6.   Hi Fireside7, I appreciate your idea and while it is certainly worth considering as a backup plan, my plan is to put my 3D modeling skills from my Bachelors degree to work developing this game. While at the same time incorporating 2D elements as well. If I were to just create a 2D game alone, I'd feel as though I were not making full use of my skills.   But again, I will definitely consider your idea as a backup plan. :)   To which I thank you for that!     Thank you, Gian-Reto, for the thorough explanation! As for UE4/UDK4 it isn't that I was unhappy with that, exactly the contrary, from everything I have read and seen it is a very powerful development engine kit. My only concern was whether it or some other program would do what I needed it to. I suppose what I meant by "overkill" was that I have heard so much about it, I thought perhaps I was getting swept away by all the hype. So I didn't know if it would do far more than was needed, if it would be just right, or if it would not be enough.   I have not tried any game development kits yet, as I wanted to find out what other Indie developers (such as yourselfs) thought about the different ones before I devoted myself to one or the other. Also because it might take me a couple weeks or months to get accustomed to the kit (i.e. only a few hours a day I can devote to this), so I wanted to have a reasonable certainty of which program might be the best for me before hand.   From what you have said it sounds as though UE4 is indeed the best one, as I don't have the funds for Unity. Though I'm also going to reseach JMonkey and Panda3D before I commit to UE4. Seems I may also want to email Unreal as well just for my own piece of mind, as you said you're more familar with Unity.   At any rate, thank you again for the great input! :)     Very true about the learning curve, rAm_y_, although as I mentioned above to Gian-Reto, it seems I may have used the wrong term in regard to UE4 being "overkill". At any rate, I do understand what you are saying and it also appears UE4 may be the developer kit I ultimately use for my game.   Thank you again for your valuable input! :)       So guys, now that I have a better idea about the game development kit I'll be using, are there any scripting/programming tutorial (preferably videos) you would recommend? I understand the basics and a moderate amount of the theory behind programming, but as soon as it gets into the heavier scripting...or in my case medium scripting. I have a difficult time making heads or tails out of any of it.   I've watched the youtube channel "thenewboston" but his explanations and tutorials are so simplistic that I really don't learn anything. But then I find others that are so overly complicated, I get the impressions they are meant for advanced students. If there were tutorials geared to help teach first time game developers how to program and relate it toward programming for a game, that would be really cool.   But, if you guys and ladies have any recommendations on this at all, please let me know.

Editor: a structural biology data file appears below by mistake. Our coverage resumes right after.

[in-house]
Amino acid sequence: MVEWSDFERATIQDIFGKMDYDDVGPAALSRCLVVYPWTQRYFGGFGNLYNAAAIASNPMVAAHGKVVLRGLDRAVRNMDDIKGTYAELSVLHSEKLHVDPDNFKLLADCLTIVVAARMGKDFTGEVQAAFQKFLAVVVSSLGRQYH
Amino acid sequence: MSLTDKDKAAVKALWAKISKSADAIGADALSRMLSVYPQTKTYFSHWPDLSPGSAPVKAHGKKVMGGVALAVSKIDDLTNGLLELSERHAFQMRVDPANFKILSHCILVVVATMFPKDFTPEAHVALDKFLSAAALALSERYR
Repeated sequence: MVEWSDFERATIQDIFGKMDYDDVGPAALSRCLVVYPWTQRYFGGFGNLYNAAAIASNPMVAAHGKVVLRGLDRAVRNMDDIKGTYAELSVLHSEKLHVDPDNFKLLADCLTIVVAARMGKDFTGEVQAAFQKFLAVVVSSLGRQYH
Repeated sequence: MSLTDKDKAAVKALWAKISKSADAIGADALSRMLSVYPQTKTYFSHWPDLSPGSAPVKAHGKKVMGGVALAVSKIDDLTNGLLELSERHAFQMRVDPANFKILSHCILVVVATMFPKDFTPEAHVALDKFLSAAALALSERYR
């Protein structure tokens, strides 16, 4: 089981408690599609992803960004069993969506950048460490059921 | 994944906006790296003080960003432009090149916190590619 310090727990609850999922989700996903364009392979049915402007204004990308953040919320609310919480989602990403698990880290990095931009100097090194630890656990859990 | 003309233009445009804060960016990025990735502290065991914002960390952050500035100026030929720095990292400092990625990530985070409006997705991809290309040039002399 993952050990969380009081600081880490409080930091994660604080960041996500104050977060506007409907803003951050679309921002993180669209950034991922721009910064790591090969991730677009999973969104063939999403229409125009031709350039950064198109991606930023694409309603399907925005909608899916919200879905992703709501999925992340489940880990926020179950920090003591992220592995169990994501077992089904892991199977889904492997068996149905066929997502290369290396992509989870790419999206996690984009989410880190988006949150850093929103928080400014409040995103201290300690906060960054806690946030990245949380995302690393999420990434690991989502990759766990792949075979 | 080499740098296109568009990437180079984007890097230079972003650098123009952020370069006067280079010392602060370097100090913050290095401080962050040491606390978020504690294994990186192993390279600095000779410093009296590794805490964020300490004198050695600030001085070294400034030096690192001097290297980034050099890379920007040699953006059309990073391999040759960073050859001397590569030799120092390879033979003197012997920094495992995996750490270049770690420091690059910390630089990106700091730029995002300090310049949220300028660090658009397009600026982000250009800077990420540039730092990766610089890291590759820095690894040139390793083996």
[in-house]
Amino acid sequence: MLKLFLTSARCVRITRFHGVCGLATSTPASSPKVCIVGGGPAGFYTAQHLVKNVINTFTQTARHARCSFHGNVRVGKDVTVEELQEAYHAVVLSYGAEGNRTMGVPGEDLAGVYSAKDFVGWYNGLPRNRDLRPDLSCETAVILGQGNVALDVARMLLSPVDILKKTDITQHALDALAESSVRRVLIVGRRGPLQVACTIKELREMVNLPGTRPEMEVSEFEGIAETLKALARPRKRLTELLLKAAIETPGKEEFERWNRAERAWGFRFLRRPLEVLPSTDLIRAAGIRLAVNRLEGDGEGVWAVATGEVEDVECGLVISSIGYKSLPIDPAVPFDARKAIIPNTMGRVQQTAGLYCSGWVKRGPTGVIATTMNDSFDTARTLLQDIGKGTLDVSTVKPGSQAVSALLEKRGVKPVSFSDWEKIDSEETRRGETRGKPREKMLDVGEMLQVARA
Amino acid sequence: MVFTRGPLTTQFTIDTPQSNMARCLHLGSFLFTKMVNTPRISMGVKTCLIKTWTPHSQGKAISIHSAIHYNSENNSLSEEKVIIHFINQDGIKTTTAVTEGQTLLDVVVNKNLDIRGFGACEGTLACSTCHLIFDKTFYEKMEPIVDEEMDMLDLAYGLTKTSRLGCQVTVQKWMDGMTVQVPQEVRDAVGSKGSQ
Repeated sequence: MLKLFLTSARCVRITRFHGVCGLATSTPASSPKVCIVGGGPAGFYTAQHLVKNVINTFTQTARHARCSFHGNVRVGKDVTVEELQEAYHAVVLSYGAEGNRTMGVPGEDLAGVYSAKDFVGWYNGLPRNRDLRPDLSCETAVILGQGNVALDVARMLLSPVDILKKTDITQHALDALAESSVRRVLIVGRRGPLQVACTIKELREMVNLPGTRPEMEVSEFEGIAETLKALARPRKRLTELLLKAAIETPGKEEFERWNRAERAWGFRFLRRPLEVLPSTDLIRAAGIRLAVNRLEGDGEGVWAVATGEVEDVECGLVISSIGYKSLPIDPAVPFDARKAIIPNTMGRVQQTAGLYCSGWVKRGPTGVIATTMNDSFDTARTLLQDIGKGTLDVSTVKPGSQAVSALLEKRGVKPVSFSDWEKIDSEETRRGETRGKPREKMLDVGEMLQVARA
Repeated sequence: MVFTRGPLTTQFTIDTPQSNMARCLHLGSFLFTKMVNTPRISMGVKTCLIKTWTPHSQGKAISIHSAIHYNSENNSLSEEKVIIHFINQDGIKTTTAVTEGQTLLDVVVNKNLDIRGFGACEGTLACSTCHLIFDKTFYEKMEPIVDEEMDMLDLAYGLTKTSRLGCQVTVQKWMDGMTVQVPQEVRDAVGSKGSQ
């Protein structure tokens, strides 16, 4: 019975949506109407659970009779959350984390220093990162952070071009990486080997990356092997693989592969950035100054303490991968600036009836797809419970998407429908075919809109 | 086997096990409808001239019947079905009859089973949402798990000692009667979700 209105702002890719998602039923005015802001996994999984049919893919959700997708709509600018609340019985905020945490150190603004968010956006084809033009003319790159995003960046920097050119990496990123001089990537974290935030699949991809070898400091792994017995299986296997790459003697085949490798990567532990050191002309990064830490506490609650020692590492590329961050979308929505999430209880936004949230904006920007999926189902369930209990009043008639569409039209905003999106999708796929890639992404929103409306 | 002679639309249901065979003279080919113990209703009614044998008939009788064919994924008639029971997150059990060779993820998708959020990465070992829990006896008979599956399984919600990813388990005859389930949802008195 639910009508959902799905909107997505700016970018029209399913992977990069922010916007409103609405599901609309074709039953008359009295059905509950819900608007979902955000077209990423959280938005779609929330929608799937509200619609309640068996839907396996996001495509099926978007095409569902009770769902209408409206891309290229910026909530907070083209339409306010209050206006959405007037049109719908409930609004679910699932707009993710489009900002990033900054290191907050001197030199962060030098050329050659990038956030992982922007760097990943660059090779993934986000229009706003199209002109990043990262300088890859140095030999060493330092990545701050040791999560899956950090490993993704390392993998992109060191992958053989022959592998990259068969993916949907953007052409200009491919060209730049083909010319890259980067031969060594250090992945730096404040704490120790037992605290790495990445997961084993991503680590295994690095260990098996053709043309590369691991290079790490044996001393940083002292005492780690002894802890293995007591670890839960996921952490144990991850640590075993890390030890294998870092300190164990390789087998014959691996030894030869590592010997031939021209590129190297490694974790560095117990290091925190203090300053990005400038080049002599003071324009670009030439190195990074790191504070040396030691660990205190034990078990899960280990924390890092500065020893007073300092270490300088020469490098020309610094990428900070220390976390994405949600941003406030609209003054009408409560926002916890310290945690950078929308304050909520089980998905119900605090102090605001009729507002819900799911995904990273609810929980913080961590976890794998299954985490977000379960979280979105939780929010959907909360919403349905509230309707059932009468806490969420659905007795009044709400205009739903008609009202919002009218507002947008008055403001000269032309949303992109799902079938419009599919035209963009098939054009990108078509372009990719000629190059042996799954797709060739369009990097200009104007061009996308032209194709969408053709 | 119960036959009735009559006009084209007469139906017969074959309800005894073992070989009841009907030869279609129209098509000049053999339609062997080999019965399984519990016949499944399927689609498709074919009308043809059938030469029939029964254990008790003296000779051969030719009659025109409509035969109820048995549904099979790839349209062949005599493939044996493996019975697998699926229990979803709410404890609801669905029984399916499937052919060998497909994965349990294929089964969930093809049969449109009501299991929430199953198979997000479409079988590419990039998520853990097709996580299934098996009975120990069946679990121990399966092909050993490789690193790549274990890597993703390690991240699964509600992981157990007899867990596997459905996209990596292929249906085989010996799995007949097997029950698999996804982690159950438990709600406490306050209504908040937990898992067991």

7.   ::shrugs in uncertainty:: For as much as I know, you may be completely right. :)   Which brings me back to my original question, as to what would be the best Game Development kit for my purposes?